Pattinson is impressive, skilfully scaling his performance to match the rest of the mainly street-cast actors. His film star looks add needed believability to the characters improbable journey, enabling him to sociopathically charm any person who proves an obstacle. The happenstance madness of New York is a great fit for Pattinson, whether he’s defrauding his girlfriend (Jennifer Jason Leigh, sadly underused), charming an underage girl, facing off against another petty hood or impersonating a security guard.
The film is not without tonal issues: at times it urges us to view the brothers’ criminal downfall with caper-esque delight, at other times as the epitome of white privilege. Yet there is something propulsive, honest and unsettling about the film that is irresistible. Its drive is partly generated by the fantastic score by electronic artist Oneohtrix Point Never and the sickly, neon and washed out 35mm visuals by US indie wunderkind cinematographer Sean Price Williams.
It isn’t a straightforward entertainment, but should win considerable attention. Like his Twilight co-star Kirsten Stewart, Pattinson has sought out projects that his star cachet can bring attention to (The Lost City of Z, Cosmopolis). This is the first time that fronting an auteur-driven project has proved a winning formula for the actor, and the combination of a crime thriller with this kind of grit and pace – along with his star performance – should ensure success on its UK release.
Lynne Ramsay’s film arrives on the final day of competition like a balm, winning exhausted critics over with its rigorous 85 minute runtime. Although produced for the festival absolutely down to the wire (the version that debuts at the festival does so without credits), the time has clearly been spent honing it to its absolute leanest.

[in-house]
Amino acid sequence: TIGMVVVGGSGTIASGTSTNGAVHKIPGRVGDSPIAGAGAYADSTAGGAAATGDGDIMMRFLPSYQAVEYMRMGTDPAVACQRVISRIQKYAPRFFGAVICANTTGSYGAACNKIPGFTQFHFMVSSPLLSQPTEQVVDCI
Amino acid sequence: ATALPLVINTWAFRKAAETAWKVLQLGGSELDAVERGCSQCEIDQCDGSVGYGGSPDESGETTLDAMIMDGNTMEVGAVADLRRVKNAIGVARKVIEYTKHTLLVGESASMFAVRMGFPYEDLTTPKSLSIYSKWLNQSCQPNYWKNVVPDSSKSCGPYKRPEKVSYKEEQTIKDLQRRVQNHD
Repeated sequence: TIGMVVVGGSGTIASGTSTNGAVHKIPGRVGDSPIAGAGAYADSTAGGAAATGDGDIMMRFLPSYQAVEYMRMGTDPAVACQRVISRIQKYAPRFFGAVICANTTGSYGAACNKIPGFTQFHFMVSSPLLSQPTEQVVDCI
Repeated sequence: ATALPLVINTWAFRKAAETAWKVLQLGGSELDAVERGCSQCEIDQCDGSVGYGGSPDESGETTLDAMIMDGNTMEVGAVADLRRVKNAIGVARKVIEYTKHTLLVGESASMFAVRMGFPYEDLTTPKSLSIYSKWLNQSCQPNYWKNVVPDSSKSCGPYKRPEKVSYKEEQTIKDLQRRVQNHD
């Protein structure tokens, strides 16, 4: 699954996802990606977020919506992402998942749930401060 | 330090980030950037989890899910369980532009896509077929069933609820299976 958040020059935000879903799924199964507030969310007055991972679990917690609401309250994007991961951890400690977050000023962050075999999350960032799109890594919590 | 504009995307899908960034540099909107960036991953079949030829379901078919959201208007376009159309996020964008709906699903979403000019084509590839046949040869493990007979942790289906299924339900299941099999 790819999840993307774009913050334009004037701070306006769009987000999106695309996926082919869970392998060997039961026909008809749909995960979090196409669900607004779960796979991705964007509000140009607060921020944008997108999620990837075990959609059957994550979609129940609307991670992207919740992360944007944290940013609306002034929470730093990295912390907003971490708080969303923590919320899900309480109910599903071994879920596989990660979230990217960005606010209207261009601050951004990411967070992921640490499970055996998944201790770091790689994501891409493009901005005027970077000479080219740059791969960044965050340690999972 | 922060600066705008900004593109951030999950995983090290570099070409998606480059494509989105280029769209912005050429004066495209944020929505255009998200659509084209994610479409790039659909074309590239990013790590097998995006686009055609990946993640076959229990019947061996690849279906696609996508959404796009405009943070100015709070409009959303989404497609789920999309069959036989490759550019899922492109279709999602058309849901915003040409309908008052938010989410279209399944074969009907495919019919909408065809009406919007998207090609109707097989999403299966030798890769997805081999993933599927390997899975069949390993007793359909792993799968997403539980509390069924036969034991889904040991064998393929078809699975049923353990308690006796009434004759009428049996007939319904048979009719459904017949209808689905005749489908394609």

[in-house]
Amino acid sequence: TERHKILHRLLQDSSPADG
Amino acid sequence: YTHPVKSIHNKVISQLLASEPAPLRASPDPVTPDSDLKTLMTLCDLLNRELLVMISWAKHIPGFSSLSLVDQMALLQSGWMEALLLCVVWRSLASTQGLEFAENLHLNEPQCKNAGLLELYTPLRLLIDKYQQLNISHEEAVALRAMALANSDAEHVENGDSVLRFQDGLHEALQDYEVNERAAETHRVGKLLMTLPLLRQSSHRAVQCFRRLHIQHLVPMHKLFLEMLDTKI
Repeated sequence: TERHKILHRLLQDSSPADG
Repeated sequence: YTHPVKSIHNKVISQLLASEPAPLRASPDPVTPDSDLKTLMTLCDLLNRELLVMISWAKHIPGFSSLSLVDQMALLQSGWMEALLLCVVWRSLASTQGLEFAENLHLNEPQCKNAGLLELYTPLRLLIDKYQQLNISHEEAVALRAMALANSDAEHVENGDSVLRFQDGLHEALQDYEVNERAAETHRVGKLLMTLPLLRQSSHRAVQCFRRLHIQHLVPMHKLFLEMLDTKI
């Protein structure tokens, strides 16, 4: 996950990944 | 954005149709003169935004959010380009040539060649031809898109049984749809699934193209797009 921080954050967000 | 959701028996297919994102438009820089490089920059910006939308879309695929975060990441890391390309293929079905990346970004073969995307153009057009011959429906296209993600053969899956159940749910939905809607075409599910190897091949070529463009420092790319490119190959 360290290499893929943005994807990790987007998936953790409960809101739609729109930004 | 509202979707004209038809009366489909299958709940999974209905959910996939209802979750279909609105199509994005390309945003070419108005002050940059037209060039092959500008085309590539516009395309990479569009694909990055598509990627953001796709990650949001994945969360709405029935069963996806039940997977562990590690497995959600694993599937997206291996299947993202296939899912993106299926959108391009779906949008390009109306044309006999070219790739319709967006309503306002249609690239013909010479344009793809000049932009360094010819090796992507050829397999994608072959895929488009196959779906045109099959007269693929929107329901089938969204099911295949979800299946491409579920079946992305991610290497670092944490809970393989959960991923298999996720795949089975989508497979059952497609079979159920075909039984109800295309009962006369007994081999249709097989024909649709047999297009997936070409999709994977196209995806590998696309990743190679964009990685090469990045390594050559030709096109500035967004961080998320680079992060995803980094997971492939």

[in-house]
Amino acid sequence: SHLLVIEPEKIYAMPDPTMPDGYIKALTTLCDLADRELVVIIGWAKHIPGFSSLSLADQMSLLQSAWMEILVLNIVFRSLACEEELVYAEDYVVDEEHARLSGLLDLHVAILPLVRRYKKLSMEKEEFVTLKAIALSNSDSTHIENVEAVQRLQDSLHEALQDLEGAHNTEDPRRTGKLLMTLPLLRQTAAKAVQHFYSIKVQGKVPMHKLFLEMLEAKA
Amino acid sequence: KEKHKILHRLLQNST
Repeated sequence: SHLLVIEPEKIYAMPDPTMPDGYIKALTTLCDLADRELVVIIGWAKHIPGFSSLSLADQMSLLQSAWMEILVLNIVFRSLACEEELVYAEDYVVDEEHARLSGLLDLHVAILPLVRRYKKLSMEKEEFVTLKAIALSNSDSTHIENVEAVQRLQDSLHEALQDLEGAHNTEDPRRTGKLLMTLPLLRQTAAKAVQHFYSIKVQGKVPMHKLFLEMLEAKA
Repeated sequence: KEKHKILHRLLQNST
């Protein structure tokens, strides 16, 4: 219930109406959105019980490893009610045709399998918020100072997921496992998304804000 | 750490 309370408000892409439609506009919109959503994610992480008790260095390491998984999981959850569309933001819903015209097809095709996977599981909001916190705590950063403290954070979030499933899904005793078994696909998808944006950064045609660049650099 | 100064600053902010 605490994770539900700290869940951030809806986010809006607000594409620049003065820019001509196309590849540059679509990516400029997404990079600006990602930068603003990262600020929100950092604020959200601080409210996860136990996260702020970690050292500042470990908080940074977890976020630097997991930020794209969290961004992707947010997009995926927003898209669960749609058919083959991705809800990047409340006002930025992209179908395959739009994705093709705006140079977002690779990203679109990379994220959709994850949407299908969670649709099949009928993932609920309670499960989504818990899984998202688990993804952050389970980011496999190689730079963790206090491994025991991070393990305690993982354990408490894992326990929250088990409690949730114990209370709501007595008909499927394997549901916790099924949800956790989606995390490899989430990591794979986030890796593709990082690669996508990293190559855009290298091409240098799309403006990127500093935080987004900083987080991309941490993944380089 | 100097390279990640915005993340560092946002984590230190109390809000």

The core of the story is almost laughably familiar to genre fans: Joaquin Phoenix plays Joe, a contract killer damaged by his past,carrying out a series of cold-blooded killings in order to retrieve the kidnapped daughter of a politician. But Ramsay’s execution justifies retreading ground covered by Scorsese (Taxi Driver), Jean-Pierre Melville (Le Samourai), Luc Besson (Leon: The Professional) and many more.
You Were Never Really Here is a major achievement for the Scottish-born director, but one that audiences will need to steel themselves to commit to. Having a critically-acclaimed star like Phoenix in an awards-contender performance, as well as moving into more established narrative modes, will serve the film when it comes to release. That said, it is a painful watch, for exactly the reasons that also make it worthwhile: it reinvigorates familiar tropes with amorality and reality that standard treatments gloss over or aestheticise; it’s also unflinchingly about its lead characters desire for suicide, and about the child sex trade. As a killer, Joe’s specialism is in murdering the abusers of children (watching this film following the debut of Roman Polanski’s Based on a True Story proved a queasy counterpoint), and it’s a credit that this sensational subject matter never feels contrived (perhaps fuelled by Joaquin Phoenix’s research into a real life equivalent of his character).
Hitman stories mostly offer character background as a justification for the violence that provides their true raison detre. The formula is reversed here, with Phoenix’s past showing that his present brutality is a mere echo of past trauma and the film seeking to negate the present, just as Phoenix himself is engaged in a regime of self-harm. The editing, which conceals moments of anticipated violence, hints at Joe’s process of hiding from himself and also creates a lingering feeling of hiatus, of irresolution that makes it distinctly memorable. Jonny Greenwood’s score does much of the heavy lifting here, continuing his run of superlative scores.
Elsewhere in the festival there is a procession of unearned images of violence, injected either to sustain narrative interest or to assure the viewer of the sobriety of the subject matter. Ramsay’s skill is in braiding her remarkable images (a jellybean crushed between fingers, teeth vacuumed against a suffocating plastic bag, dinner eaten with bloodstained hands) into a scheme that entirely justifies them, rather than retroactively seeking for an excuse to thread provocative imagery into a narrative arc.
It’s a shame that Ramsay’s film only manages a (very deserved) acting prize for Joaquin Phoenix rather than any of larger gongs, but there’s every chance that this film will be drawing major attention from audiences and awards when STUDIOCANAL release it in the UK.